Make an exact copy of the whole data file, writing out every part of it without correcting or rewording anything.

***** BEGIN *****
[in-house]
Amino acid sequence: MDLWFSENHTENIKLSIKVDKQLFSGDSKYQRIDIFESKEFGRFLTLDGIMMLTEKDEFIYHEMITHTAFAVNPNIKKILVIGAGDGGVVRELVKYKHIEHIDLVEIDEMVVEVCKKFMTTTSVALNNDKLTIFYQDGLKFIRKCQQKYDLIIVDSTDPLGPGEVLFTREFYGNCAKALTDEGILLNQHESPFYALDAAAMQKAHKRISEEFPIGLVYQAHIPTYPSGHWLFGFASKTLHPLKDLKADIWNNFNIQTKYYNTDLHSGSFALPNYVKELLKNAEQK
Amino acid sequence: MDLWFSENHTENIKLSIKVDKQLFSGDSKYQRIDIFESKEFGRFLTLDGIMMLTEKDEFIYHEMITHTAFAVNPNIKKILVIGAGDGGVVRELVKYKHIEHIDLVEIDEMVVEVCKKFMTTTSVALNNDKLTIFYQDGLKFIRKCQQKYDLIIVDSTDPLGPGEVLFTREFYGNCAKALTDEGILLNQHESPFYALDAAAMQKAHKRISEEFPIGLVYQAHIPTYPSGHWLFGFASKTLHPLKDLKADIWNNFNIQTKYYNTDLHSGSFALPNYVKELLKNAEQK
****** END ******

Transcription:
[in-house]
Amino acid sequence: MDLWFSENHTENIKLSIKVDKQLFSGDSKYQRIDIFESKEFGRFLTLDGIMMLTEKDEFIYHEMITHTAFAVNPNIKKILVIGAGDGGVVRELVKYKHIEHIDLVEIDEMVVEVCKKFMTTTSVALNNDKLTIFYQDGLKFIRKCQQKYDLIIVDSTDPLGPGEVLFTREFYGNCAKALTDEGILLNQHESPFYALDAAAMQKAHKRISEEFPIGLVYQAHIPTYPSGHWLFGFASKTLHPLKDLKADIWNNFNIQTKYYNTDLHSGSFALPNYVKELLKNAEQK
Amino acid sequence: MDLWFSENHTENIKLSIKVDKQLFSGDSKYQRIDIFESKEFGRFLTLDGIMMLTEKDEFIYHEMITHTAFAVNPNIKKILVIGAGDGGVVRELVKYKHIEHIDLVEIDEMVVEVCKKFMTTTSVALNNDKLTIFYQDGLKFIRKCQQKYDLIIVDSTDPLGPGEVLFTREFYGNCAKALTDEGILLNQHESPFYALDAAAMQKAHKRISEEFPIGLVYQAHIPTYPSGHWLFGFASKTLHPLKDLKADIWNNFNIQTKYYNTDLHSGSFALPNYVKELLKNAEQK